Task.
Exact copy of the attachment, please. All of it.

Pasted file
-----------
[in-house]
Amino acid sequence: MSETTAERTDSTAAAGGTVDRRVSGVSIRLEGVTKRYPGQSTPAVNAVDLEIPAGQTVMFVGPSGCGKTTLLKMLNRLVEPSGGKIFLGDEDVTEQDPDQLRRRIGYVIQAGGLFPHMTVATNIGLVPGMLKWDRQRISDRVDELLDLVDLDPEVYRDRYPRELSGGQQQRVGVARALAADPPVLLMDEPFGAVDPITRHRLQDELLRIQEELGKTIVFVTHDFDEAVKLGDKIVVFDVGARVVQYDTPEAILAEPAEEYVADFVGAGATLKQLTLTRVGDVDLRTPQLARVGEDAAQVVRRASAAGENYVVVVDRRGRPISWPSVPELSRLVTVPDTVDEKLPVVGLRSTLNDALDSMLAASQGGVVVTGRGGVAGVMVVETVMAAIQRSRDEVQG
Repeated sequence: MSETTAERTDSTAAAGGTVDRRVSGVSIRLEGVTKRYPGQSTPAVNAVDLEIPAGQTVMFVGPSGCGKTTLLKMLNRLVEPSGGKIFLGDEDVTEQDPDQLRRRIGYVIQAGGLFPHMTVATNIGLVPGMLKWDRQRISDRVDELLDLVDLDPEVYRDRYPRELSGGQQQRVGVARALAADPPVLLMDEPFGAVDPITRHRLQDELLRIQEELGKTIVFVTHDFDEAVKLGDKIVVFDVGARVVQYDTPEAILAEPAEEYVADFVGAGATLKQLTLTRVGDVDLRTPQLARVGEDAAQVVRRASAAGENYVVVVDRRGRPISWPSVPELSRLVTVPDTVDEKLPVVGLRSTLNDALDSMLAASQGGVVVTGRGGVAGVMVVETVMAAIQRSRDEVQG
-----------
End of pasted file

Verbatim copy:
[in-house]
Amino acid sequence: MSETTAERTDSTAAAGGTVDRRVSGVSIRLEGVTKRYPGQSTPAVNAVDLEIPAGQTVMFVGPSGCGKTTLLKMLNRLVEPSGGKIFLGDEDVTEQDPDQLRRRIGYVIQAGGLFPHMTVATNIGLVPGMLKWDRQRISDRVDELLDLVDLDPEVYRDRYPRELSGGQQQRVGVARALAADPPVLLMDEPFGAVDPITRHRLQDELLRIQEELGKTIVFVTHDFDEAVKLGDKIVVFDVGARVVQYDTPEAILAEPAEEYVADFVGAGATLKQLTLTRVGDVDLRTPQLARVGEDAAQVVRRASAAGENYVVVVDRRGRPISWPSVPELSRLVTVPDTVDEKLPVVGLRSTLNDALDSMLAASQGGVVVTGRGGVAGVMVVETVMAAIQRSRDEVQG
Repeated sequence: MSETTAERTDSTAAAGGTVDRRVSGVSIRLEGVTKRYPGQSTPAVNAVDLEIPAGQTVMFVGPSGCGKTTLLKMLNRLVEPSGGKIFLGDEDVTEQDPDQLRRRIGYVIQAGGLFPHMTVATNIGLVPGMLKWDRQRISDRVDELLDLVDLDPEVYRDRYPRELSGGQQQRVGVARALAADPPVLLMDEPFGAVDPITRHRLQDELLRIQEELGKTIVFVTHDFDEAVKLGDKIVVFDVGARVVQYDTPEAILAEPAEEYVADFVGAGATLKQLTLTRVGDVDLRTPQLARVGEDAAQVVRRASAAGENYVVVVDRRGRPISWPSVPELSRLVTVPDTVDEKLPVVGLRSTLNDALDSMLAASQGGVVVTGRGGVAGVMVVETVMAAIQRSRDEVQG